The VA Pittsburgh Healthcare System on Thursday confirmed another case of Legionnaires’ disease, making it the fifth case tied to an outbreak of the pneumonia-like infection that was spread through the water system at its University Drive Hospital in Oakland.

Legionnaires’ cases are not unheard of in Western Pennsylvania. But the location of this outbreak has grabbed the attention of the medical community because it is the same hospital that used to be home to Victor Yu and Janet Stout, researchers who made many landmark findings about the disease — including the 1982 discovery that tied the spread of the disease to water systems.

“It is surprising,” said Norman Moore, director of scientific affairs for Maine health products manufacturer Alere Inc. and a Legionnaires’ researcher for 17 years. “They’re the ones who put together how to find Legionnaires’ with testing and other discoveries.”

Dr. Stout and Dr. Yu also contend that the outbreak could have been avoided if the VA had better monitored its copper-silver ionization system, a water disinfection method first installed at the University Drive hospital in 1993 specifically to prevent Legionnaires’ disease.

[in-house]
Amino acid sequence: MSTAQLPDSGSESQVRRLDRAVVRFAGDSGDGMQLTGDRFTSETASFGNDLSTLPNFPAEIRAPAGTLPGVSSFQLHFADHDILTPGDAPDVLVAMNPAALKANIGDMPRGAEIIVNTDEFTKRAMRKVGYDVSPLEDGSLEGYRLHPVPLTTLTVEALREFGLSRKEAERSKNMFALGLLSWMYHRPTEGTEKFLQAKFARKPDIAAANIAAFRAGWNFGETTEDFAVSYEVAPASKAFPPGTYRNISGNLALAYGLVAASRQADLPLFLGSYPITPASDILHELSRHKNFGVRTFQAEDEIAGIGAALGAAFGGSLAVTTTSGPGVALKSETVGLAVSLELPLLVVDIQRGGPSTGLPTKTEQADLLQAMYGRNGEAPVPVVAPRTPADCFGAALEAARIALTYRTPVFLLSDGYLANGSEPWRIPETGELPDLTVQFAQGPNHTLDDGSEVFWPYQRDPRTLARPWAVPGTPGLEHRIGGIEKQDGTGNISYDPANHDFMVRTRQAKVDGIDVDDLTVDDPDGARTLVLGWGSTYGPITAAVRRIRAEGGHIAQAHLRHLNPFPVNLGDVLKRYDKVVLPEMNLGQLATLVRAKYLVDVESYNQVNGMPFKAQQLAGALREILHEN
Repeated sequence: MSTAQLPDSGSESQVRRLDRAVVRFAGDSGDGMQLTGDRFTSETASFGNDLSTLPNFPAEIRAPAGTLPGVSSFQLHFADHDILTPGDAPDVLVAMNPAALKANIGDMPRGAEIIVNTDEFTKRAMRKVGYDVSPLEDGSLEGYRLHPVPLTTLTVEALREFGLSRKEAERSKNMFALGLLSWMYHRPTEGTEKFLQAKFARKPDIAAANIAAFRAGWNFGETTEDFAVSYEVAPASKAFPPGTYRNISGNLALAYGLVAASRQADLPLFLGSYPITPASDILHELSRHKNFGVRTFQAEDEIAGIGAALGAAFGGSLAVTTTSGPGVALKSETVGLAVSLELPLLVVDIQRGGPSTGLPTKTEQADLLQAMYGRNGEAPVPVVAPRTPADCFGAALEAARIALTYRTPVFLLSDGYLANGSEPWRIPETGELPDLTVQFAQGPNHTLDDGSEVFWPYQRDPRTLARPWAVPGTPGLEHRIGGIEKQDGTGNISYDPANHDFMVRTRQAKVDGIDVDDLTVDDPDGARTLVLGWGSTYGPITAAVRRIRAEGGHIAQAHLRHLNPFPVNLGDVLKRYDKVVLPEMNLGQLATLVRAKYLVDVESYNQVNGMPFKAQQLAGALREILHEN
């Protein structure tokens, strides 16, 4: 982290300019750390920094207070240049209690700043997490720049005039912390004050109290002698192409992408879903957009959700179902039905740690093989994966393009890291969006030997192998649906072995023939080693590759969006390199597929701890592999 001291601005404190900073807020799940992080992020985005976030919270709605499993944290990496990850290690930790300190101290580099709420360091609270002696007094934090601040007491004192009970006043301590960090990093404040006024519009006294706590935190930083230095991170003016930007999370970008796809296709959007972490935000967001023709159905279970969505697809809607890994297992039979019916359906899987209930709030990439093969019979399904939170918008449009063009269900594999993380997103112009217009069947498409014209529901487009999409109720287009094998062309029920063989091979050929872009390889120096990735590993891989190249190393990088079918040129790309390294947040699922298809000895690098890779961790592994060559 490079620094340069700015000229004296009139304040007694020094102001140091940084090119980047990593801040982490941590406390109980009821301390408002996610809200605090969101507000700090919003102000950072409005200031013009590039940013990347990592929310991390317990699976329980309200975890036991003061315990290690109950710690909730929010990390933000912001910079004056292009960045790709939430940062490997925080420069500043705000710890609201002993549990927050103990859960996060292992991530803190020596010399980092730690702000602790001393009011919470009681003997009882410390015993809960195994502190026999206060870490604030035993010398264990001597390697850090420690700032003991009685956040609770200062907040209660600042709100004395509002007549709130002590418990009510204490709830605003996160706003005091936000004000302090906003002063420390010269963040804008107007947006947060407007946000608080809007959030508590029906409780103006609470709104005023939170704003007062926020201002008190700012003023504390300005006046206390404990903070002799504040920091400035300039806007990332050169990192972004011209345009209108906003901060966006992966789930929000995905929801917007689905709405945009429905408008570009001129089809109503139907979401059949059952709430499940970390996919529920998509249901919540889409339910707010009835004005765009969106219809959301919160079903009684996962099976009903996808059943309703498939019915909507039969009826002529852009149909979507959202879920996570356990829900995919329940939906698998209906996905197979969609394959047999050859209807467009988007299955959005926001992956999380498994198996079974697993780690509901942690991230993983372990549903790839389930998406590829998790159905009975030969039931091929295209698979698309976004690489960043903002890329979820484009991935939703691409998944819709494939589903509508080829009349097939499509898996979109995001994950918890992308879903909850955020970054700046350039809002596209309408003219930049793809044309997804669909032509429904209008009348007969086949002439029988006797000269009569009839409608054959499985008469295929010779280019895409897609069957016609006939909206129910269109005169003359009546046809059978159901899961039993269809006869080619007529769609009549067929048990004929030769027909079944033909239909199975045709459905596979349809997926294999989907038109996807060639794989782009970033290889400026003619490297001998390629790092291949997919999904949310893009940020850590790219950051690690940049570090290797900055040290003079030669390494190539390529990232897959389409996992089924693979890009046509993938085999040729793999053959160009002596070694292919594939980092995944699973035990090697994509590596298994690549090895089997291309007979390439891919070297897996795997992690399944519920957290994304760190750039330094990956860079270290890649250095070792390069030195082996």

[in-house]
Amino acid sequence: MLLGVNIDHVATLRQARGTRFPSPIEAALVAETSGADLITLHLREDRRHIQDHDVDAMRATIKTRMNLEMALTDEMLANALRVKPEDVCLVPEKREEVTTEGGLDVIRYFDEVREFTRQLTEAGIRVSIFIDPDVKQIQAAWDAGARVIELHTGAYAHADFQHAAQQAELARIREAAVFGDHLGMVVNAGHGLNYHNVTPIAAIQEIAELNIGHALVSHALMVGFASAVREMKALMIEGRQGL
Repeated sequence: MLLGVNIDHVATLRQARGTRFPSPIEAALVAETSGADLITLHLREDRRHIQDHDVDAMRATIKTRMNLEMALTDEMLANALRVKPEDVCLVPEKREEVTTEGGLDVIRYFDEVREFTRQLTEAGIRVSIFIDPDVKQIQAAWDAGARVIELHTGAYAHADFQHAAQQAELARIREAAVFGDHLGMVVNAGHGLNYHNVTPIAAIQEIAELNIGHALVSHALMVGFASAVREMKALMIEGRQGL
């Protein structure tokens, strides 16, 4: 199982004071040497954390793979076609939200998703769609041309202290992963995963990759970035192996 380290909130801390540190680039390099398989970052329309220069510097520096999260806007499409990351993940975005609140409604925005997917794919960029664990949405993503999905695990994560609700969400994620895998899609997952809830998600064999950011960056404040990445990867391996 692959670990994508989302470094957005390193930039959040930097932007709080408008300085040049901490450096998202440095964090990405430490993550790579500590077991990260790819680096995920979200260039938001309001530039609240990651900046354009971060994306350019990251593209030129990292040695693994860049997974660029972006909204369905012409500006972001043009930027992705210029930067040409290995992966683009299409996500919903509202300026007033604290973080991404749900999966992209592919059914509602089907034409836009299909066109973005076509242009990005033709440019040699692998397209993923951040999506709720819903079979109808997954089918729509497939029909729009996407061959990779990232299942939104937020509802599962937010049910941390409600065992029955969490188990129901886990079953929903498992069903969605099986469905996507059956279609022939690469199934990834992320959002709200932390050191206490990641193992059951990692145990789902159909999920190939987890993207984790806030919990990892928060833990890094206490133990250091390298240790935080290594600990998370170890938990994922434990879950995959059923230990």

“The system wasn’t performing optimally because it wasn’t being managed properly,” said Dr. Stout, a Legionnaires’ expert who used to work in the VA’s laboratory and resigned in 2007 in a dispute with VA’s management. Dr. Yu was ousted in 2006 by the VA in that dispute. “I don’t take it lightly that veterans at the VA have been harmed needlessly,” she said. “It’s very preventable.”

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